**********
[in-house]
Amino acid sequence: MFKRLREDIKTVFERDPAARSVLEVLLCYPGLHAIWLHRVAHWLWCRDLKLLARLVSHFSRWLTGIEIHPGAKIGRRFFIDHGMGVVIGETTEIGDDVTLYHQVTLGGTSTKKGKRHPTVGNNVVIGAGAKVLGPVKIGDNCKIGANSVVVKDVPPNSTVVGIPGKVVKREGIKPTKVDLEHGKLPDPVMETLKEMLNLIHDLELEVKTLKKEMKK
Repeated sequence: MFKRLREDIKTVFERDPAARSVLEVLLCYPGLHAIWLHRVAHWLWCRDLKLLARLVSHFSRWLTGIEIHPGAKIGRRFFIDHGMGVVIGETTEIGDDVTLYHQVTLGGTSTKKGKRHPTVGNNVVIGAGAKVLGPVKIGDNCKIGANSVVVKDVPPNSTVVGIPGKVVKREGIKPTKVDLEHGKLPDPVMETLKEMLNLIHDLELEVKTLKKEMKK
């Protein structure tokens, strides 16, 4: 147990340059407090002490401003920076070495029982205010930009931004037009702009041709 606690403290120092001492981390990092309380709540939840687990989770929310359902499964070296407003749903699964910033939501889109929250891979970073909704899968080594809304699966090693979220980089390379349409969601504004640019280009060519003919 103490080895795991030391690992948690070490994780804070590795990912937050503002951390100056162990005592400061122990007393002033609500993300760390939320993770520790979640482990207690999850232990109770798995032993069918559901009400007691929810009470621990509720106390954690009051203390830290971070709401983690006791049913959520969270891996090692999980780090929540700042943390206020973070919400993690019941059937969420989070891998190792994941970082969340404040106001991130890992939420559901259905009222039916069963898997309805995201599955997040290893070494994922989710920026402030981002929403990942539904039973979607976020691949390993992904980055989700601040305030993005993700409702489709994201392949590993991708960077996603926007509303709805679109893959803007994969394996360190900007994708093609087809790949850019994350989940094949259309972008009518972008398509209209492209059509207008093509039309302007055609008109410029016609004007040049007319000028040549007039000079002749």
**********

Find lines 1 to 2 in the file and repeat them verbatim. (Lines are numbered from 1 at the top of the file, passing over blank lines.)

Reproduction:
[in-house]
Amino acid sequence: MFKRLREDIKTVFERDPAARSVLEVLLCYPGLHAIWLHRVAHWLWCRDLKLLARLVSHFSRWLTGIEIHPGAKIGRRFFIDHGMGVVIGETTEIGDDVTLYHQVTLGGTSTKKGKRHPTVGNNVVIGAGAKVLGPVKIGDNCKIGANSVVVKDVPPNSTVVGIPGKVVKREGIKPTKVDLEHGKLPDPVMETLKEMLNLIHDLELEVKTLKKEMKK